Google increases Docs storage to 5GB
The storage increase comes ahead of the much speculated “Google Drive” cloud storage announcement, widely expected this week.
Google has bumped the free storage limit for Docs users to 5GB. While still a few gigabytes shy of Microsoft’s SkyDrive (7GB), it does put the cloud service on par with Box (also 5GB) and ahead of stingy Dropbox (2GB). The storage increase comes ahead of the much speculated “Google Drive” cloud storage announcement, widely expected this week. According to Venturebeat, Google has been working on the project since 2007 with CEO Larry Page pushing for it to be named “G Drive.” How perfect!
Yes, this is most definitely cloud (storage) week.
Yesterday, Microsoft upped the ante with a preemptive strike against Google with an update to SkyDrive. With 7GB (sadly, down from 25GB) of free storage, slick integration with Office, and a quota that doesn’t double dip like DropBox (who counts shared files against all participant’s quotas) SkyDrive impresses. Particularly peachy it its remote file access feature. As I wrote in this review, with a few clicks you can access all of your desktop files/folders via the browser.
Google, like Microsoft, is making additional storage available on the cheap:
- 20 GB $5/yr
- 80 GB $20
- 200 GB $50
- 400 GB $100
- 1 TB $256
Those prices undercut Microsoft SkyDrive by about 50%, which in turn significantly beats out Dropbox, Box and others when it comes to low cost annual storage rates. Would I pay $20 a year for 80GB of extra storage pooled across all my Google services (especially Gmail where I’m maxing out)? I say yes. Less than $2 per month for a world of convenience is not a decision that requires otherworldly consultation. Note that currently Google offers storage specific to each service. So Gmail storage is separate from Picasa which is separate from Docs and Google+. Interestingly, Google even goes all the way to 16 (!) TB of cloud storage for any of its services – that’ll cost you over $4k per year.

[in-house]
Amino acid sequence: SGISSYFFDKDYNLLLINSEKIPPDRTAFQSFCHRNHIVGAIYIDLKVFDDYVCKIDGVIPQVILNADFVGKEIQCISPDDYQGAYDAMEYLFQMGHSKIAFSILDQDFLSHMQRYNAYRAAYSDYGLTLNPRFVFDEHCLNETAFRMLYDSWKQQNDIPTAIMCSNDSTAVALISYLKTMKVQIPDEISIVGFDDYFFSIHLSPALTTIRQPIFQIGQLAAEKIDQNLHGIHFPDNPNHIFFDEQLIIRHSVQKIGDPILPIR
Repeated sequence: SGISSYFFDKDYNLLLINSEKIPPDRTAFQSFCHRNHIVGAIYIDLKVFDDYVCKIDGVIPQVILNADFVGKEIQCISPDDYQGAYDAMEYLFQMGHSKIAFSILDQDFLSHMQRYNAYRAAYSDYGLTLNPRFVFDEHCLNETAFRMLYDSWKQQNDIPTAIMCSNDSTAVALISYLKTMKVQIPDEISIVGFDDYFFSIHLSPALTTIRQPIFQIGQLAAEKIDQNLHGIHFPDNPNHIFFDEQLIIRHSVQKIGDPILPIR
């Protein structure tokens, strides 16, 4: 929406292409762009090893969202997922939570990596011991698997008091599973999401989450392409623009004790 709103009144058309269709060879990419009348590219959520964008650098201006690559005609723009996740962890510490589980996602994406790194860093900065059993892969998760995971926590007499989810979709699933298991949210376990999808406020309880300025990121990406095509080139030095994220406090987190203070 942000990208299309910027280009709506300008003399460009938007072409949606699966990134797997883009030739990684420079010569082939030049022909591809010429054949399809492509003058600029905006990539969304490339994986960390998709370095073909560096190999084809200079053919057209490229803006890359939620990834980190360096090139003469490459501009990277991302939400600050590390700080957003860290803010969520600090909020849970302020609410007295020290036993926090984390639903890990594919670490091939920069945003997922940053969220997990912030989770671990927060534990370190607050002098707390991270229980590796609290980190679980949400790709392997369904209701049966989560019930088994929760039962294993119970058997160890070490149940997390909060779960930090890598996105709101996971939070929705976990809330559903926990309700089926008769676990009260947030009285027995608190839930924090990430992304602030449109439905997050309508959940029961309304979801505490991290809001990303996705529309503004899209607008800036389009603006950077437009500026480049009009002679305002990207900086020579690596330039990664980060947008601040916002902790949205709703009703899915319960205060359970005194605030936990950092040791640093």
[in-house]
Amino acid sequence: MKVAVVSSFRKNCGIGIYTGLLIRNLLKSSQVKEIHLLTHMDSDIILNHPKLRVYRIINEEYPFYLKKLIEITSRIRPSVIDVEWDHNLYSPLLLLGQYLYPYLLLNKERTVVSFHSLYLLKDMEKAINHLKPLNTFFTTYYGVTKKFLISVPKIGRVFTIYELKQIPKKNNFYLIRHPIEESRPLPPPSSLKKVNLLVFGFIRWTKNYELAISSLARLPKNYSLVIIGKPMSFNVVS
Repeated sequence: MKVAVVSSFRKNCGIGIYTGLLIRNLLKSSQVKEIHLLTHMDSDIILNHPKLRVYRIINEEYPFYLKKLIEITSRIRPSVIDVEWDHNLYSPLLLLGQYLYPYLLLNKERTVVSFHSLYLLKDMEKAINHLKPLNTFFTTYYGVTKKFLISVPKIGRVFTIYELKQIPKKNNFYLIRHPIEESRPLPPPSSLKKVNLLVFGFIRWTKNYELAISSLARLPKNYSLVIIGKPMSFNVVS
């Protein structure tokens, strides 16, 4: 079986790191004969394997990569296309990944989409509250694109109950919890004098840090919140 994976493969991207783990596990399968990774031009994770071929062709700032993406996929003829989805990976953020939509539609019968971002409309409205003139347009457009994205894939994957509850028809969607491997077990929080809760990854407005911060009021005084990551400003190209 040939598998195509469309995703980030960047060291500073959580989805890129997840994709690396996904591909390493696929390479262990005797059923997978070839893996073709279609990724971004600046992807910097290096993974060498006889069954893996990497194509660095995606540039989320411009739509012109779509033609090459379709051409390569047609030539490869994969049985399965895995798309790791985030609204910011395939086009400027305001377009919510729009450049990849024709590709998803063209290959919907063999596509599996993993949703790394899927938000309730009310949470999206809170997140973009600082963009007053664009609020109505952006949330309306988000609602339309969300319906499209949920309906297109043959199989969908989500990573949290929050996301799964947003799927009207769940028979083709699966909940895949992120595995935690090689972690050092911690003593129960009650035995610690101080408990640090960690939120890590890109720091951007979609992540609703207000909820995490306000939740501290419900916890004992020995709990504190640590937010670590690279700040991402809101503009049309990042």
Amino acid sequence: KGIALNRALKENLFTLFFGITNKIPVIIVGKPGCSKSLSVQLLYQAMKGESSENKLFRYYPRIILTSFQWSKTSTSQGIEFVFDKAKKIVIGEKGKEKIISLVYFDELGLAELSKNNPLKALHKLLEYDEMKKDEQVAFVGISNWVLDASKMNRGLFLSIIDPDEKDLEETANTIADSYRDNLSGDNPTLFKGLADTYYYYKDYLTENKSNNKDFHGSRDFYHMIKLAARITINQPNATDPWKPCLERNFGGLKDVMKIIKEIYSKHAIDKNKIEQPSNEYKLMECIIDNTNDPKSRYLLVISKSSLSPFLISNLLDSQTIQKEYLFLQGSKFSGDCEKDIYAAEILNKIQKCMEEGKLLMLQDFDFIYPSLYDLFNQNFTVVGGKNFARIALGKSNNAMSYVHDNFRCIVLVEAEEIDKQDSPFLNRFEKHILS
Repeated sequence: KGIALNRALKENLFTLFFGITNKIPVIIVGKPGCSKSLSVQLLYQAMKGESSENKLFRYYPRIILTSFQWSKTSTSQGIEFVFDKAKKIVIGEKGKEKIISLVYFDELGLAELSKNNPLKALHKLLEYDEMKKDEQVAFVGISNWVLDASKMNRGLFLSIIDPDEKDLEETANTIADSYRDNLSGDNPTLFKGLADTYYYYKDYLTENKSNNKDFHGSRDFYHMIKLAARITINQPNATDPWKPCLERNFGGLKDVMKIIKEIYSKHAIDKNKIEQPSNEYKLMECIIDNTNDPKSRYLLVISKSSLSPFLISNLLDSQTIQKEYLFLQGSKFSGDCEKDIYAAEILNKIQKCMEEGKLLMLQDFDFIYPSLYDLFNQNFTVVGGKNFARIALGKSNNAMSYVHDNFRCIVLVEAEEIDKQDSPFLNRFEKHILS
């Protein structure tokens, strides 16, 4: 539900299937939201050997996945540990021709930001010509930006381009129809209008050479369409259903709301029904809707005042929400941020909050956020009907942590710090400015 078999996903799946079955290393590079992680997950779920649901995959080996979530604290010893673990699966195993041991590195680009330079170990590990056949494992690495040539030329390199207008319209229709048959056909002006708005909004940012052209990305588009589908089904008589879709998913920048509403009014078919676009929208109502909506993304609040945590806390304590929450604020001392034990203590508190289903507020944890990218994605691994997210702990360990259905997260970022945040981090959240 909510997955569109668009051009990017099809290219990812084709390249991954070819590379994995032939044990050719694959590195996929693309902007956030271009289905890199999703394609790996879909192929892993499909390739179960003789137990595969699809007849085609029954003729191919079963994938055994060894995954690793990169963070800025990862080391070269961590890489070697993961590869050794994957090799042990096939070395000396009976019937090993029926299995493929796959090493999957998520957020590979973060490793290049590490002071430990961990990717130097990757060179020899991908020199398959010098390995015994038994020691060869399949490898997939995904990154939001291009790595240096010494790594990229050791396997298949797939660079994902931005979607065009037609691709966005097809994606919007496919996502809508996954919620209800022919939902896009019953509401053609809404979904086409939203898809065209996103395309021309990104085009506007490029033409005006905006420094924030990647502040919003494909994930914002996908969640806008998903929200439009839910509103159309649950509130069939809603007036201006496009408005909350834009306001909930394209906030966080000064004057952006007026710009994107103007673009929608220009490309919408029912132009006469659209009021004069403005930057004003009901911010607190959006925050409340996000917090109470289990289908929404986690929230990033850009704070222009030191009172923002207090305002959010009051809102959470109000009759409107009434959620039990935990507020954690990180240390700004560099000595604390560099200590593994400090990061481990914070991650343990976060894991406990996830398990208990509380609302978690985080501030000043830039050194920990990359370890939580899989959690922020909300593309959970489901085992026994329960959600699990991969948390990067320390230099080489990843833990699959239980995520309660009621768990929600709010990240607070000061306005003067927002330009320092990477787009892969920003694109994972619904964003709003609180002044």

Why all the hoopla about hard drives in the sky?
For vendors, it’s all about a lock-in of sorts. Not the sort-of contractual lock-in, or technological lock-in – all of these services are generally pay-as-you-go if you upgrade and users are free to download files at will. The trick here is that Microsoft, Google, Apple and others want us to to do our everyday work and living on their platforms. This is where Dropbox, Box, SugarSync and other start-ups could face head wind. I’m big into Google. Gmail, calendar, search, maps, Android, and on and on. If Drive, or “G Drive,” comes to be as we expect, it’ll be a slam dunk for my cloud storage provider of choice. Microsoft shops, or those that spool up never-ending PowerPoints and Word documents, will likely gravitate to SkyDrive for a similar reason: convenience. Over time cloud storage will become simply a feature, not a defining quality. There are some exceptions, such as specialized, highly secure storage networks designed for distributed enterprises, or niche-specific apps – possibly for video production or medical imaging or other storage-intense applications – where vendors could potentially differentiate themselves against the platforms. Any dreams of a subscription pricing model, I believe, will be short-lived, as Microsoft, Google, Apple, and Amazon pressure the little guys – and don’t forget, this is also about content. Your content combined with their content. Again, the aforementioned platform players are well-positioned to eat this space.
Any dreams of a subscription pricing model, I believe, will be short-lived, as Microsoft, Google, Apple, and Amazon pressure the little guys
For consumers, it’s clearly about convenience. Part of that need is driven by the proliferation of device types. That, in conjunction with cheap storage and fast, widely available Internet has made remote storage a pragmatic reality. Regardless if we’re reading on an iPad, or streaming video on an Android smartphone, or working on a document on our laptop, we can now be gloriously connected to one hard drive to rule them all. For that reason alone, we could see less emphasis on local hard drive storage as a quantitative feature. Does it matter as much for most of us if your laptop has a 512GB supersized drive, or would you rather have a high performance, instant-on 128GB SSD?
These are the early days of a new platform battle taking place in the sky. Apps. Content. Storage. Mobile. A perfect storm. Who will emerge as the leaders in this epic nextgen struggle for tech supremacy: Microsoft, Google, Apple, Amazon … ?